Looking for advice from CPA on whether to LLC or not

11 Replies

I'm hoping there are some CPAs or personal experience (knowing I need to confer with a CPA) here to assist me with a decision on whether or not to open a LLC in TX (our place of residence and where we'll do all our business).

My husband and I just put in an offer with another married couple for a flip in TX.  The other couple already has a LLC.  Our plan was to create a Joint Venture between the two LLCs for this one project. 

Since TX is a community property state, we can open our LLC and be treated as SMLLC for tax purposes so we would be treated as a single member LLC vs a partnership.

I guess my question is, is there any downside to creating an LLC other than how we report our taxes and reports to the TX Franchise Tax Board? Is there an advantage to listing as a partnership vs a SMLLC?

There is no tax difference between a single member LLC or none. It's strictly legal.

A partnership I wouldn't recommend unless you're going to continue working with this other couple. It now involves basis tracking, another cost of  return filing. 

If yourself and husband form a partnership vs. QJV then there's also no tax benefit, more tracking and complication. Only upside is audit risks on partnerships are much lower- because there's so much more info you give the IRS up front. 

@Dorys Prentice

There is no downside in creating an LLC for the two of you. As @Natalie Kolodij explained, it will not change anything for you on the tax side. Your tax return will look exactly the same, with or without your LLC. The only benefit is possibly an extra legal protection.

Between the two couples, however, your JV will almost certainly need to file a partnership return.

On a side note, partnering on your first flip with another couple is not something I would recommend, unless you have a real good reason to do so. If the reason is lack of money, then the money couple should probably be a lender rather than a partner. Discuss your business plan with an experienced accountant before setting yourself up for a potential disaster. FYI: over 90% of first-time flippers lose money.

@Natalie Kolodij and @Michael Plaks Thank you for the replies.  Maybe I worded my question incorrectly.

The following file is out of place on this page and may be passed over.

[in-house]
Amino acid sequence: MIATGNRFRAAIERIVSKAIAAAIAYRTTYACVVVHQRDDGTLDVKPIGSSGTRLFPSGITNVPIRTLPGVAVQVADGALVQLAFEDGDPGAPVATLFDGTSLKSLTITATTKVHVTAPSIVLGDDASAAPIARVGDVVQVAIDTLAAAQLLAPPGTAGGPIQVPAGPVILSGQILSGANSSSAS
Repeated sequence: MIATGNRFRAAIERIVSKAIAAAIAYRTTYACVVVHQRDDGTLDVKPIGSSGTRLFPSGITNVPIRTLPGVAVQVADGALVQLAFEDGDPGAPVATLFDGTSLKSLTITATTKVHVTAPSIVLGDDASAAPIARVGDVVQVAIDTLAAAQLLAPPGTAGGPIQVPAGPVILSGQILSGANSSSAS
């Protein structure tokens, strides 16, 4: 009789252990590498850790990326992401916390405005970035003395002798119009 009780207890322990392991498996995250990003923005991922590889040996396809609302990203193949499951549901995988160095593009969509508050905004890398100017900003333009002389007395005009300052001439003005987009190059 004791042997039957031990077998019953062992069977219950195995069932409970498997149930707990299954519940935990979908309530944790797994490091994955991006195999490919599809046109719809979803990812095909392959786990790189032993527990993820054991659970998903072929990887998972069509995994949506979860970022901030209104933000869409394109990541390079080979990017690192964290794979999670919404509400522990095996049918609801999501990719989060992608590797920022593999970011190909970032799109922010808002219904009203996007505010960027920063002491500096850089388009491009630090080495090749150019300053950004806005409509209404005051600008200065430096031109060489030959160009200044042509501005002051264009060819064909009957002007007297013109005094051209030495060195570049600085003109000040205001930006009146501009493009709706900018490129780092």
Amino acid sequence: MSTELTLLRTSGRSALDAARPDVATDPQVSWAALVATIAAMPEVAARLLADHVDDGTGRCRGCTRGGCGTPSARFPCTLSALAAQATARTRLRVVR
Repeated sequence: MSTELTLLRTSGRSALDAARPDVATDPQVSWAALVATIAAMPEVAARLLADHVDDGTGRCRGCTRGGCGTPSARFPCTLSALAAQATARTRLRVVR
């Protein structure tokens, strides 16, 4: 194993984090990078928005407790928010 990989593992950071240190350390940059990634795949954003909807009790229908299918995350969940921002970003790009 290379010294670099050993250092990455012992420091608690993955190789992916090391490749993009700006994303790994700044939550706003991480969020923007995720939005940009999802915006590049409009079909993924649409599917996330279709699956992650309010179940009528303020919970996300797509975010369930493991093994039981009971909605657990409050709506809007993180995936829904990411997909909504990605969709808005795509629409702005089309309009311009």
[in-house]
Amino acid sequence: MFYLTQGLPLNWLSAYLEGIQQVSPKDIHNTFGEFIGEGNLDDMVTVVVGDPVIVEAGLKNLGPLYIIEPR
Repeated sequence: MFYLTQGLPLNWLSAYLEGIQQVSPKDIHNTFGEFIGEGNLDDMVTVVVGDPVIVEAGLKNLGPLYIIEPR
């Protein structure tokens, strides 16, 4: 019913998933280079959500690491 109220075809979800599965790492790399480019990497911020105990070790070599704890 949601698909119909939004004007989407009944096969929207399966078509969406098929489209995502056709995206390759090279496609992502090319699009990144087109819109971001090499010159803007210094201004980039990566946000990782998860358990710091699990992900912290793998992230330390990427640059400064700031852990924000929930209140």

Part a is a tax filing question. My husband I and plan to create a LLC for ourselves. My question about "partnership" was with regards on how to file our tax returns as either a SMLLC vs a partnership LLC.

Part b is the actual flip of this one house.  We plan to have a notarized joint venture agreement between our LLCs and our friend's LLC. We are not creating a legal entity called a Joint Venture Partnership (if there is such a thing).  @Michael Plaks will just a paper agreement trigger the need for a separate tax return?


I highly recommend creating a structure to protect yourself and think you are smart to not use your own name.  @Michael Plaks is correct in that 1st time flips are not usually huge moneymakers - so going into it, you want to make sure you're not particularly at risk.  In the case this partnership with the other couple turns sour, the hope for the best but plan for the worst can't be understated.   Also, depending on your structure you set up, you might be able to roll that into your estate planning & retirement account methods to help you increase your ability to create wealth and bundle it which your CPA can assist once you get your foundation in place.  I think thinking of the tax before the structure is a bit of putting the cart before the horse sort of deal.   I'm not personally a CPA but I think there are more considerations to think about in terms of exposure and taxing that need to be considered, especially since you've got another couple in the situation. 

@Dorys Prentice

We did answer your part a: your LLC will not file a separate tax return in 99% of situations. Very rarely does it make sense to file a partnership return between husband and wife, especially in a community property state.